Jonathan Franzen’s Farther Away: Book Review

I first encountered Franzen on the cover of one of my favorite books. “Beneath the foam of this exuberant debut is a dark, strong drink.” This one sentence was an impressive arranging of words to be sure, but after reading the book and seeing how the writing style, form, and underlying plot worked together, this sentence blew me away because it so captured the book in its entirety. Another way of saying the above would be that I fell for him.
Almost a year ago, I spotted his newest (2012) Farther Away in one of my favorite bookstores, Explore, in Colorado. I read the jacket and was severely impressed with what he seemed to offer within the book…mainly because it seemed like writing the book had given him much to offer. But it was almost $30. I was not that impressed. (really, I was just poor.)
A close friend, knowing how much I had been jonesing for Franzen bought me a copy of The Corrections which I read over Christmas break this past school year. I was so frustrated by a lot of the things happening in the book that I was a hard person to be around, even for myself. But it was worth it. The complexities he chose to bring out in his characters were beautifully wrought and he constructed beautifully a kind of love that I and, I think, many others have experienced, but which I have never encountered in any literature before.
So this year, I finally remembered to check the Rice library for Farther Away when I was there with my Corrections friend. Since I didn’t have my ID, she ended up checking it out for me. I think it’s safe to say that Dorothy is my official sponsor for Franzen.

Farther Away is the title of the place he goes in the second essay which in the native language is Masafuera. It is also the the place he emotionally needed to go in order to grieve the loss of one of his closest friends, David Foster Wallace.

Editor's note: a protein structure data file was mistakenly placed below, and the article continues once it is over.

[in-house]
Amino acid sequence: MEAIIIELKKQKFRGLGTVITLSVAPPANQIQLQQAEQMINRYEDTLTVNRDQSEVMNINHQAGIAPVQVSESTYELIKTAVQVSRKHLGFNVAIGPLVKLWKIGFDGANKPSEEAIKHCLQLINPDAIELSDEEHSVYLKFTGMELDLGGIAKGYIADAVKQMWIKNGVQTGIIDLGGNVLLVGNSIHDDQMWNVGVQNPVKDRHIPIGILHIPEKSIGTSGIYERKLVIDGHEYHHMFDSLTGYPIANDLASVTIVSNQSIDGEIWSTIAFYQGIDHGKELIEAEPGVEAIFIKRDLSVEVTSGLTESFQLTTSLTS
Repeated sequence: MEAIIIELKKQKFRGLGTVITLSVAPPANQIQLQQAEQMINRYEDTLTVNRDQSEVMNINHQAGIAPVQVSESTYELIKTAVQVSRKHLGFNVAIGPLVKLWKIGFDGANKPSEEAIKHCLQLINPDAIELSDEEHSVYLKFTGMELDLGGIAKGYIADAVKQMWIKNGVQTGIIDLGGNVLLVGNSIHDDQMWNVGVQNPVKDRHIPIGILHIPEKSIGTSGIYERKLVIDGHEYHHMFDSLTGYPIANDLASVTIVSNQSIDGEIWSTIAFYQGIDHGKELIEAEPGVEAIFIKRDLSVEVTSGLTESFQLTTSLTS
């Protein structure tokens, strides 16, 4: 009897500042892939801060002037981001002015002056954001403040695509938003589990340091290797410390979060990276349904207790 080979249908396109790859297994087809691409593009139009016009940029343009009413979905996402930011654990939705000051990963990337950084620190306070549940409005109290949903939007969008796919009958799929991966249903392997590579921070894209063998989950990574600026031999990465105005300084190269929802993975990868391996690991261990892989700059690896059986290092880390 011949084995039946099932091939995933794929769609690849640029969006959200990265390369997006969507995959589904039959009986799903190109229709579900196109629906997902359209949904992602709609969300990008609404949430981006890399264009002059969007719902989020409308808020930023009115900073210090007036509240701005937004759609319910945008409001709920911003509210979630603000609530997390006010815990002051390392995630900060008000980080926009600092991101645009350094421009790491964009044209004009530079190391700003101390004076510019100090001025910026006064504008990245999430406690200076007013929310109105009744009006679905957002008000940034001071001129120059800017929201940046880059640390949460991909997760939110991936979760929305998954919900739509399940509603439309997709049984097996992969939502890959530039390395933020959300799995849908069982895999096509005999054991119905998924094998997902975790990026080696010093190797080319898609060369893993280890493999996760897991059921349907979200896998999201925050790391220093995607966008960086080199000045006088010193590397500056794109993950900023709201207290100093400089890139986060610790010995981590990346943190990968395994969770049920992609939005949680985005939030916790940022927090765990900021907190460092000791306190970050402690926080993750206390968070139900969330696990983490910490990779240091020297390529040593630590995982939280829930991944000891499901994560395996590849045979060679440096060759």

The title also refers to his need to get Farther Away from promotional tours for his latest novel “substantial swaths of my personal history were going dead from within, from my talking about them too often”, his desire for us as readers and humans to get Farther Away from some of the things we are doing technologically and ecologically and how they can negatively affect the rest of humanity and the animal kingdom, and allows him to refer to his early marriage, subsequent divorce, and works from a now more distant vantage point.
The chronology of essays also gets, you guessed it, Farther Away from the present as you read on.

I found that in every essay though, he is in fact, urging us to get closer.
Even by writing a book of non-fiction which is not his typical arena of expertise (though he has two other volumes) it seems he is trying to get closer to us. I found his messages… the things that drive his writing, plot, and characters unchanged from The Corrections but it almost seemed like– listen to me. I’m passionate about this stuff and it is getting late. I can’t make up a great story about this that you’ll read and dissect because I have and I did and I did but I have to dispense with that stuff now.
I appreciated his voice in this book. One that is frank, earnest, and almost desperate. Knowing Franzen and the control of his prose and feeling something near desperation or underlying anxiety in these essays lends to being almost frightened and really caring for his causes (this isn’t meant to say he has causes with a capital C…just that there are clear purposes to each essay as personal expression.) I wonder if this underlying emotional intensity in the writing is cultivated.